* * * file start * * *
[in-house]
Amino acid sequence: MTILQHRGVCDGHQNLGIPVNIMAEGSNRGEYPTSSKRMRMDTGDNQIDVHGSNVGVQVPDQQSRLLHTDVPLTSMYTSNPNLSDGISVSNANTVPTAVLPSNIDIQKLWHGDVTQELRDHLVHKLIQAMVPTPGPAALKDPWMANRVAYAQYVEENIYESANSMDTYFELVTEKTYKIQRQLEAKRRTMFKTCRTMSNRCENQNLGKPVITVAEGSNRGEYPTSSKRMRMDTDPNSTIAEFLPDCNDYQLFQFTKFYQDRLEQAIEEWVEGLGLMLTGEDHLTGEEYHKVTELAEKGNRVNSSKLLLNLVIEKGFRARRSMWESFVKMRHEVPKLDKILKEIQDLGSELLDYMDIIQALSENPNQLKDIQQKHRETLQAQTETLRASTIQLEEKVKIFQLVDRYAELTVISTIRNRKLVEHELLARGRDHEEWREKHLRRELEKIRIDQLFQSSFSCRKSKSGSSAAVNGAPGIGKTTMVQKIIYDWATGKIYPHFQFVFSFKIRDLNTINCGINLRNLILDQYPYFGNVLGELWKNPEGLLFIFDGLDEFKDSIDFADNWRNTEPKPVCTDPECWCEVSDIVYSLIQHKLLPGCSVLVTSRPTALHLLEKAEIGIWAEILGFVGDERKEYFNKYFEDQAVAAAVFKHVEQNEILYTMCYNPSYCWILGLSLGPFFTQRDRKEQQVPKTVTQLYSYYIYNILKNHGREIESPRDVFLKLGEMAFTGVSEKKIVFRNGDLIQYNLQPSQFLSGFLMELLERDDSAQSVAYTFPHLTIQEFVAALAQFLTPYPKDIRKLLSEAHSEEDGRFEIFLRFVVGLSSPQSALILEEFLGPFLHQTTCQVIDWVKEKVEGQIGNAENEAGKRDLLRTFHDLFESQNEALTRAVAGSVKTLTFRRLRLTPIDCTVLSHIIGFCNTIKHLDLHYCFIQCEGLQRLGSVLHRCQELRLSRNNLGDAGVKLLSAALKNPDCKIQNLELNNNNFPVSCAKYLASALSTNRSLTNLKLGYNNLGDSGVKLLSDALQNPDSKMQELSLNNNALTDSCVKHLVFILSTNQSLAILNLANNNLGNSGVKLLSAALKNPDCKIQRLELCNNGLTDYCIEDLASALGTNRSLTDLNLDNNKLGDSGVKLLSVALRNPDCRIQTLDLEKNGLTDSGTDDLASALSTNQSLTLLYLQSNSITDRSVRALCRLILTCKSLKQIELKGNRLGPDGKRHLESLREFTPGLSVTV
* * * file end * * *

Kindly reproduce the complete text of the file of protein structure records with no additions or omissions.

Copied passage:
[in-house]
Amino acid sequence: MTILQHRGVCDGHQNLGIPVNIMAEGSNRGEYPTSSKRMRMDTGDNQIDVHGSNVGVQVPDQQSRLLHTDVPLTSMYTSNPNLSDGISVSNANTVPTAVLPSNIDIQKLWHGDVTQELRDHLVHKLIQAMVPTPGPAALKDPWMANRVAYAQYVEENIYESANSMDTYFELVTEKTYKIQRQLEAKRRTMFKTCRTMSNRCENQNLGKPVITVAEGSNRGEYPTSSKRMRMDTDPNSTIAEFLPDCNDYQLFQFTKFYQDRLEQAIEEWVEGLGLMLTGEDHLTGEEYHKVTELAEKGNRVNSSKLLLNLVIEKGFRARRSMWESFVKMRHEVPKLDKILKEIQDLGSELLDYMDIIQALSENPNQLKDIQQKHRETLQAQTETLRASTIQLEEKVKIFQLVDRYAELTVISTIRNRKLVEHELLARGRDHEEWREKHLRRELEKIRIDQLFQSSFSCRKSKSGSSAAVNGAPGIGKTTMVQKIIYDWATGKIYPHFQFVFSFKIRDLNTINCGINLRNLILDQYPYFGNVLGELWKNPEGLLFIFDGLDEFKDSIDFADNWRNTEPKPVCTDPECWCEVSDIVYSLIQHKLLPGCSVLVTSRPTALHLLEKAEIGIWAEILGFVGDERKEYFNKYFEDQAVAAAVFKHVEQNEILYTMCYNPSYCWILGLSLGPFFTQRDRKEQQVPKTVTQLYSYYIYNILKNHGREIESPRDVFLKLGEMAFTGVSEKKIVFRNGDLIQYNLQPSQFLSGFLMELLERDDSAQSVAYTFPHLTIQEFVAALAQFLTPYPKDIRKLLSEAHSEEDGRFEIFLRFVVGLSSPQSALILEEFLGPFLHQTTCQVIDWVKEKVEGQIGNAENEAGKRDLLRTFHDLFESQNEALTRAVAGSVKTLTFRRLRLTPIDCTVLSHIIGFCNTIKHLDLHYCFIQCEGLQRLGSVLHRCQELRLSRNNLGDAGVKLLSAALKNPDCKIQNLELNNNNFPVSCAKYLASALSTNRSLTNLKLGYNNLGDSGVKLLSDALQNPDSKMQELSLNNNALTDSCVKHLVFILSTNQSLAILNLANNNLGNSGVKLLSAALKNPDCKIQRLELCNNGLTDYCIEDLASALGTNRSLTDLNLDNNKLGDSGVKLLSVALRNPDCRIQTLDLEKNGLTDSGTDDLASALSTNQSLTLLYLQSNSITDRSVRALCRLILTCKSLKQIELKGNRLGPDGKRHLESLREFTPGLSVTV